Seducing Pakistan

Make serious efforts to woo Pakistan’s corporate sector... Vigorous use of India’s soft power resources can bridge the trust deficit.

Prime Minister Manmohan Singh’s recent reference to his Pakistani counterpart, Yousaf Raza Gilani, as a “man of peace” has been greeted with scathing criticism. But it has been on predictable lines. One wonders what harm has been caused by his
India-Pakistan experts tend to be on the short fuse; as prime-time TV debates show, you utter one soft word about a Pakistani leader, dead or alive, and they pounce on you with the ferocity of a tiger! We all know what happened to L.K. Advani and Jaswant Singh when they dared to make some laudatory references to Muhammad Ali Jinnah.

The narrative of the naysayers to dialogue with Pakistan runs as follows: Pakistanis hate India, even children are taught hatred against India in madrasas; one can’t find a single Pakistani who doesn’t have an animus against India; Pakistan has been flouting the UN resolution on terrorism by aiding, abetting, training and sending across terrorists on our soil — the Inter-Services Intelligence (ISI) and the Army have been part of hatching and execution of terrorist attacks on India, including the 26/11 Mumbai terror attacks; Pakistan hasn’t brought the perpetrators of the Mumbai terror attacks to justice though India has given ample proof of their involvement; Pakistan foments violence in Kashmir and pursues terrorism as an instrument of state policy; former Indian Prime Minister Atal Behari Vajpayee’s visit to Lahore and summit with former Pakistani President Pervez Musharraf in Agra didn’t result in any peace dividend; it is the Army and ISI chiefs who call the shots in Pakistan, so no purpose is served by talking to the civilian government; Pakistan has been opposed to greater cultural and people to people contacts with India; it is the hub of international terrorism and is fast sliding into a failed state etc. etc. etc...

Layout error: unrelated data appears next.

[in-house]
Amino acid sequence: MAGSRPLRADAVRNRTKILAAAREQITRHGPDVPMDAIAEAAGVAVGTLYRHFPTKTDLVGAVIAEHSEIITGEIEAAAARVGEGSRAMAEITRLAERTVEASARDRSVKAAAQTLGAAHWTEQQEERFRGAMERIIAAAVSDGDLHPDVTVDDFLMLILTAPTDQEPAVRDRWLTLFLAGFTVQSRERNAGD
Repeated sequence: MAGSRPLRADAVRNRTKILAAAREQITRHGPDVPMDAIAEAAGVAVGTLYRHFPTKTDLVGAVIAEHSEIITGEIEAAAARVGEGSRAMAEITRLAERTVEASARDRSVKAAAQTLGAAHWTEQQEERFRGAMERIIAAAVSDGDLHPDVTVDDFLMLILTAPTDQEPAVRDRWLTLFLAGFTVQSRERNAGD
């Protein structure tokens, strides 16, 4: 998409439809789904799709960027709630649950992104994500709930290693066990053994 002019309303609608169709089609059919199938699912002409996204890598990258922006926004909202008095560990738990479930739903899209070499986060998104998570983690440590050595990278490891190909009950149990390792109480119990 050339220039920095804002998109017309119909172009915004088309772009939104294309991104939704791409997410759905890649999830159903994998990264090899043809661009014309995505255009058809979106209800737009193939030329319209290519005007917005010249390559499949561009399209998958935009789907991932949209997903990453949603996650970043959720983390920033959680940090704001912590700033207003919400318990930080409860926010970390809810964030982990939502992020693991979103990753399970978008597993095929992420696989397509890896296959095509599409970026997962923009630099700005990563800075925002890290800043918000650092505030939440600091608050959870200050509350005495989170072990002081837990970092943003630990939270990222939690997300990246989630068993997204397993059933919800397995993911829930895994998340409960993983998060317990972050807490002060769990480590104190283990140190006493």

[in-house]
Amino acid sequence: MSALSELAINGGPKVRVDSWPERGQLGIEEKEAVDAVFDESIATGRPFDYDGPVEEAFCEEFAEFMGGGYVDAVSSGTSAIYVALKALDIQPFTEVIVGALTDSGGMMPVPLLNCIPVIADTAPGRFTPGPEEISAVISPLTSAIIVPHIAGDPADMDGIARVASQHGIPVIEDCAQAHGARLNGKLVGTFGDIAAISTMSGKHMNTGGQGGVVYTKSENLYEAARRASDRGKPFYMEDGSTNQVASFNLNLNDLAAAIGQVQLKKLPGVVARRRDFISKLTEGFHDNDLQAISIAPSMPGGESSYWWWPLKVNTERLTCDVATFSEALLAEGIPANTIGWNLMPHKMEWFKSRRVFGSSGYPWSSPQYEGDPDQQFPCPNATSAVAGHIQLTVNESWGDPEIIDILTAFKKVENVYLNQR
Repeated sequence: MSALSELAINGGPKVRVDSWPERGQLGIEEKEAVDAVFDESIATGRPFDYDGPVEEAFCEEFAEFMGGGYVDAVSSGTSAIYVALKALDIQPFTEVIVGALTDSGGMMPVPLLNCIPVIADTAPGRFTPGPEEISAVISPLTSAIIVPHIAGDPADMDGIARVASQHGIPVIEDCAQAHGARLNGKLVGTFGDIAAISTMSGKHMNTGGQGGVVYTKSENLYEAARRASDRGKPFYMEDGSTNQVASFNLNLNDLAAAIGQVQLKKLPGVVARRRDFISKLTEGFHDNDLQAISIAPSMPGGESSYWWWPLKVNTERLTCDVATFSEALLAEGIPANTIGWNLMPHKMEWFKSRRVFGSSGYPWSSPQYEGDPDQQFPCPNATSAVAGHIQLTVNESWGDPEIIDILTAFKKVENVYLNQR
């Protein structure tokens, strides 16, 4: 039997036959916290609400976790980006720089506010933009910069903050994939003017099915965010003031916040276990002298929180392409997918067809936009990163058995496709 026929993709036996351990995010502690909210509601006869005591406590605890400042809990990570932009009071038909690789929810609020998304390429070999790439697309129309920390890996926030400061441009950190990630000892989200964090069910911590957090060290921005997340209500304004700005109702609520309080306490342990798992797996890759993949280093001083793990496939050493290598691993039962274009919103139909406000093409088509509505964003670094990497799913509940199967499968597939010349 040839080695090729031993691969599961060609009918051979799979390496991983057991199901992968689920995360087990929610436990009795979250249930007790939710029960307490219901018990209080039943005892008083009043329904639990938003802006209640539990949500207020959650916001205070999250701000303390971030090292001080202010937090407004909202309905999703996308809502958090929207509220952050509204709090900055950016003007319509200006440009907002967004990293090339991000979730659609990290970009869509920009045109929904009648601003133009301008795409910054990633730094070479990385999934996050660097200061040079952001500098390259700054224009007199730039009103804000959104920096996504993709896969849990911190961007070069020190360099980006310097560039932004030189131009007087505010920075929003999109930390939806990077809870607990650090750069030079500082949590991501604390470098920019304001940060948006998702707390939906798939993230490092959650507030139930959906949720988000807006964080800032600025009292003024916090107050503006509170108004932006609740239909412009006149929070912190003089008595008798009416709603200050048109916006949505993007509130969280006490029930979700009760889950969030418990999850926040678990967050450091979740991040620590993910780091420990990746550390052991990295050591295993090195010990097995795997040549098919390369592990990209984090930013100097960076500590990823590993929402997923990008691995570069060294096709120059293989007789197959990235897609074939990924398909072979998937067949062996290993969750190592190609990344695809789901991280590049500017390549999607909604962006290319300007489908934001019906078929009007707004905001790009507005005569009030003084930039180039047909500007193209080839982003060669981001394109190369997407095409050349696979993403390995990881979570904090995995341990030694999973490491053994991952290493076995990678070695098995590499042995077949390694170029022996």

But how does the suspension of dialogue punish Pakistan? Will it hasten the prosecution and punishment of the perpetrators of the 26/11 crime? Will it lead to dismantling of training facilities and arrest of known terrorists in Pakistan? Will it facilitate a solution of the Kashmir problem and return of peace and normalcy in the Valley? Will it erode the dominance of the Army and the ISI in Pakistan? Will it strengthen the hands of the civilian government in Pakistan and support democracy? Will it strengthen political stability in South Asia? Will it promote good neighbourly relations between India and Pakistan? Will it serve our broad national interests and enhance our international image?
An honest answer to all these questions is an emphatic no. We can’t change our geographical location or wish away Pakistan. We must learn to live with Pakistan with all its failings; post-Partition baggage of animus and bitterness against India included. We aren’t Pakistan’s largest trading partners or investors or source of defence supplies or financial supporter. In a nutshell, the suspension of dialogue doesn’t hurt Pakistan; other countries aren’t going to follow suit; Pakistan won’t be so isolated as to beg for peace with India!